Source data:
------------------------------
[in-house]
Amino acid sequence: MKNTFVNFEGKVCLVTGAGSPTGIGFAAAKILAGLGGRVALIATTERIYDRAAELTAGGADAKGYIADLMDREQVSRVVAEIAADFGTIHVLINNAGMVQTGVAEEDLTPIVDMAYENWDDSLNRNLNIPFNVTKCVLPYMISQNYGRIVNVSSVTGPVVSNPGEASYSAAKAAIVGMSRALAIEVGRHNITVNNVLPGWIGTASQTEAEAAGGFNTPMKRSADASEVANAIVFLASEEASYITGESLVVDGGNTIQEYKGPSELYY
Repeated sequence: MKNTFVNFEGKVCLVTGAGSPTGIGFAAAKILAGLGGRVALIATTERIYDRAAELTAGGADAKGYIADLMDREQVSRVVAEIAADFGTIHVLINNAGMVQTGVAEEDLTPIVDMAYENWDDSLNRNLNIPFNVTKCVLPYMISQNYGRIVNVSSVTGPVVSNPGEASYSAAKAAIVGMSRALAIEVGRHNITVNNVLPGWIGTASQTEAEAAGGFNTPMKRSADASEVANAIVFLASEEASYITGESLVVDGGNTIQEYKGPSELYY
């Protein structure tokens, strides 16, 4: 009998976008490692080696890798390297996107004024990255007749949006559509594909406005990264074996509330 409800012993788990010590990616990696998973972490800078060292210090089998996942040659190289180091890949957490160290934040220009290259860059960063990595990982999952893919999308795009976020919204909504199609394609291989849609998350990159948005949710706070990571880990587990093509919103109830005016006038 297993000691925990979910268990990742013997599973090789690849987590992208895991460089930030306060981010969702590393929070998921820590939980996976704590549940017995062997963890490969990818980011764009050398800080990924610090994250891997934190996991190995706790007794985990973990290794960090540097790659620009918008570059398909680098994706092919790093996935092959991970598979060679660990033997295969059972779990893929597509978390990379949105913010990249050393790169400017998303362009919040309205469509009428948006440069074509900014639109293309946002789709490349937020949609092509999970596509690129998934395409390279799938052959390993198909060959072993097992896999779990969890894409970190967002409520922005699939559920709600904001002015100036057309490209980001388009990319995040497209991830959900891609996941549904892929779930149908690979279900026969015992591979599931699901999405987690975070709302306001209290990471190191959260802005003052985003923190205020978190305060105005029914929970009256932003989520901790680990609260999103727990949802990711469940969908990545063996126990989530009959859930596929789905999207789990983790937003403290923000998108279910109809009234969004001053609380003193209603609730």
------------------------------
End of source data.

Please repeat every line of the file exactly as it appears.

[in-house]
Amino acid sequence: MKNTFVNFEGKVCLVTGAGSPTGIGFAAAKILAGLGGRVALIATTERIYDRAAELTAGGADAKGYIADLMDREQVSRVVAEIAADFGTIHVLINNAGMVQTGVAEEDLTPIVDMAYENWDDSLNRNLNIPFNVTKCVLPYMISQNYGRIVNVSSVTGPVVSNPGEASYSAAKAAIVGMSRALAIEVGRHNITVNNVLPGWIGTASQTEAEAAGGFNTPMKRSADASEVANAIVFLASEEASYITGESLVVDGGNTIQEYKGPSELYY
Repeated sequence: MKNTFVNFEGKVCLVTGAGSPTGIGFAAAKILAGLGGRVALIATTERIYDRAAELTAGGADAKGYIADLMDREQVSRVVAEIAADFGTIHVLINNAGMVQTGVAEEDLTPIVDMAYENWDDSLNRNLNIPFNVTKCVLPYMISQNYGRIVNVSSVTGPVVSNPGEASYSAAKAAIVGMSRALAIEVGRHNITVNNVLPGWIGTASQTEAEAAGGFNTPMKRSADASEVANAIVFLASEEASYITGESLVVDGGNTIQEYKGPSELYY
């Protein structure tokens, strides 16, 4: 009998976008490692080696890798390297996107004024990255007749949006559509594909406005990264074996509330 409800012993788990010590990616990696998973972490800078060292210090089998996942040659190289180091890949957490160290934040220009290259860059960063990595990982999952893919999308795009976020919204909504199609394609291989849609998350990159948005949710706070990571880990587990093509919103109830005016006038 297993000691925990979910268990990742013997599973090789690849987590992208895991460089930030306060981010969702590393929070998921820590939980996976704590549940017995062997963890490969990818980011764009050398800080990924610090994250891997934190996991190995706790007794985990973990290794960090540097790659620009918008570059398909680098994706092919790093996935092959991970598979060679660990033997295969059972779990893929597509978390990379949105913010990249050393790169400017998303362009919040309205469509009428948006440069074509900014639109293309946002789709490349937020949609092509999970596509690129998934395409390279799938052959390993198909060959072993097992896999779990969890894409970190967002409520922005699939559920709600904001002015100036057309490209980001388009990319995040497209991830959900891609996941549904892929779930149908690979279900026969015992591979599931699901999405987690975070709302306001209290990471190191959260802005003052985003923190205020978190305060105005029914929970009256932003989520901790680990609260999103727990949802990711469940969908990545063996126990989530009959859930596929789905999207789990983790937003403290923000998108279910109809009234969004001053609380003193209603609730």